By Adebayo Adeleke
I want to change it up today. Unlike the majority of leaders, I want to speak to you and not at you. So, I’m going to start by posing a question… ‘What’s the issue with transpacific business agreements?’ It’s a question that the majority won’t even consider, let alone ask; it’ll be deemed ‘racially stimulated’ by the Democrats, incomprehensible by the traditionalist Republicans and Conservatives. But that’s okay because they don’t need to ─ COVID-19 has already provided the answer. The world’s most recent pandemic, for all its sins, has done one great thing: it has exposed a crucial flaw in our current obsession with globalization and international product acquisition. And, nowhere has shown that better than the transpacific, Chinese to United States supply-chain.
Another Day, Another Dollar
In recent decades, the trade game has changed drastically. With trade barriers falling and international logistics improving, the production of products from measly metal hinges to the all-important pharmaceuticals needed in the day-to-day, American life, has been shifted to lower-wage countries. These countries, primarily located in Asia and Southeast Asia, offer lower sourcing costs than domestic suppliers. And even when the higher costs of obsolescence, storage, and transportation are taken into account, Asian trade partnerships are still preferential for the good ol’ capitalist business-owners of the West.
It’s all well and good, having a national anthem that exposes our love of free products, but unfortunately, there is one catch when it comes to globalization and international supply-chains. Politics and the policies and regulations that come with it. They control the trade in-and-out of national ports, and they inject a degree of competition into the global playing field, preventing one or two parties from birthing a behemoth of wealth production. The condom of the trade game, one might say. But just how big has it got to be, to successfully control a supply chain of a previously unseen magnitude, between the two most powerful nations of the day?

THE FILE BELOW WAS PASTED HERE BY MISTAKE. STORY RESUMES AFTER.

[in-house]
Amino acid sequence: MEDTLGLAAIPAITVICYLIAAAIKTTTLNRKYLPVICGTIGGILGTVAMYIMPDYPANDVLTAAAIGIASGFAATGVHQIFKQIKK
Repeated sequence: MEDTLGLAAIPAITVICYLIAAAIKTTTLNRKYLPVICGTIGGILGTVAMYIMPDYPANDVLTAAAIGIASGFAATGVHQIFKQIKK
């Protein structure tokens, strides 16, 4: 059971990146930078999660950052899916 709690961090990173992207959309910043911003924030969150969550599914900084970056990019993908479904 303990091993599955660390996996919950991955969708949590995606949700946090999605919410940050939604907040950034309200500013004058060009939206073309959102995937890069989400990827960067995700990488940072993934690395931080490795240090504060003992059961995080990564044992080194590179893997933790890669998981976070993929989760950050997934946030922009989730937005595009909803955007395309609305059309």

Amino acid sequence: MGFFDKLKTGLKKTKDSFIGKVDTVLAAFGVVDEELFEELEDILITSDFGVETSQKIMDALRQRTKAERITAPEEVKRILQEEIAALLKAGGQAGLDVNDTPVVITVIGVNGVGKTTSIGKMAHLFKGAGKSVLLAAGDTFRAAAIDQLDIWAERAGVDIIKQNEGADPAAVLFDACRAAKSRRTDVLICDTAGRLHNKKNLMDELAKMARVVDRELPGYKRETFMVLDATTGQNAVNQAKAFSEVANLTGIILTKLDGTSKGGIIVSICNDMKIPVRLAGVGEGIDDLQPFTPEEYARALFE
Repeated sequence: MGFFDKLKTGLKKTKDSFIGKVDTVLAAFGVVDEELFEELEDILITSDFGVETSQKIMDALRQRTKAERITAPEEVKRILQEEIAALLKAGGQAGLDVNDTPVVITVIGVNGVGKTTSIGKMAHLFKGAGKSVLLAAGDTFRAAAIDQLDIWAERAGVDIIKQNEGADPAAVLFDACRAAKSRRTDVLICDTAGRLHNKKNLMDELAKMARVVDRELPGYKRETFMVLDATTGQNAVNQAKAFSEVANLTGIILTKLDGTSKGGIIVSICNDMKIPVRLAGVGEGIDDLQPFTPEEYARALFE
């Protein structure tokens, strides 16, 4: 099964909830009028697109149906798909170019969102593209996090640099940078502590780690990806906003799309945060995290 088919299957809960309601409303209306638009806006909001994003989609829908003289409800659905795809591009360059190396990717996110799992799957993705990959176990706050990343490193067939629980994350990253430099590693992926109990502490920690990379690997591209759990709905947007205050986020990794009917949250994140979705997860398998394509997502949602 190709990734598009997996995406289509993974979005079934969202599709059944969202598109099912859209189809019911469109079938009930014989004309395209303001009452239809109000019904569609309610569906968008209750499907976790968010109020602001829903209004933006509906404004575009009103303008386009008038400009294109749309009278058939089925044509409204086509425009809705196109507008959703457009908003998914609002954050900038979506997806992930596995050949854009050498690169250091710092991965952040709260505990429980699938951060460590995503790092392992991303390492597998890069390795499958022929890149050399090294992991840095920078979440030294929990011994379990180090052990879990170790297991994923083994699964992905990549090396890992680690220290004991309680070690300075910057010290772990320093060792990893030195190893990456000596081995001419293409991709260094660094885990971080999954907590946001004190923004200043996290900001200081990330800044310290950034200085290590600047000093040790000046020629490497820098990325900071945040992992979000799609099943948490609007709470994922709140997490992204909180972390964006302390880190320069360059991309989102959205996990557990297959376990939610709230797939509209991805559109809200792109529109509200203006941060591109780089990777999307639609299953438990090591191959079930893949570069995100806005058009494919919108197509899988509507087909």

The truth is, I’m not sure it matters all that much because, with the spread of COVID-19 and the subsequent disruption of trade, February marked a shift in the outlook of American businesses. What matters most is that we look at both the past, in the form of the trade war between the United States and China, and how it paved the way for businesses facing the all-encompassing present, COVID-19 pandemic. Both instances have almost destroyed the existing supply-chain relationship between the two nations and, for the most part, shows the downfall of a fairly tumultuous transpacific pairing.
The Trade War Foundation For COVID-19:
‘If U.S. supply chains continue to be heavily reliant on China, we could have issues further down the line.’ Have you heard those sentiments before? Most likely. It isn’t a new train of thought. For years now, U.S. importers and regulatory bodies around international trade have had a myriad of concerns, including but not limited to human rights violations and intellectual property theft. For examples of both, you should check out the suicides committed in China-based Apple factories, run by Foxconn, as well as the mass availability of ‘cheap’ alternatives to flagship tech products produced by Chinese companies that copy the iconic designs and specs, while drastically undercutting the extortionate price tags. That very theft of intellectual property is just one of the many reasons why the U.S. has imposed tariffs on China, under Section 301 ─ a cornerstone of phase one of the trade deals between these transpacific powerhouses.
It isn’t just the United States, though. The world at large, nudged by U.S.-imposed sanctions on China, have started to question the profitability of Chinese suppliers, in general. With a growing spotlight on the Chinese manufacturing industry, the government has been forced, courtesy of Western-regulated authorities, to raise the minimum wage of the Chinese workforce. The changes saw wages rise from a yearly average of 30,700 to 72,088 Chinese yuan between 2010 and 2018, which is great for the employees, but not so great for the budget of Western companies, whose procurement budgets fund operations for factory owners in the People’s Republic of China.
In response, we’ve seen a large number of organizations looking to diversify their manufacturing portfolio, reorganizing supply chains away from Chinese-dependency. It was always going to happen, but the ongoing trade war and U.S.-imposed tariffs worth hundreds of billions have tipped the transition over the edge, pushing companies across the spectrum to look elsewhere for their procurement needs.
Semi-prepared for The Pandemic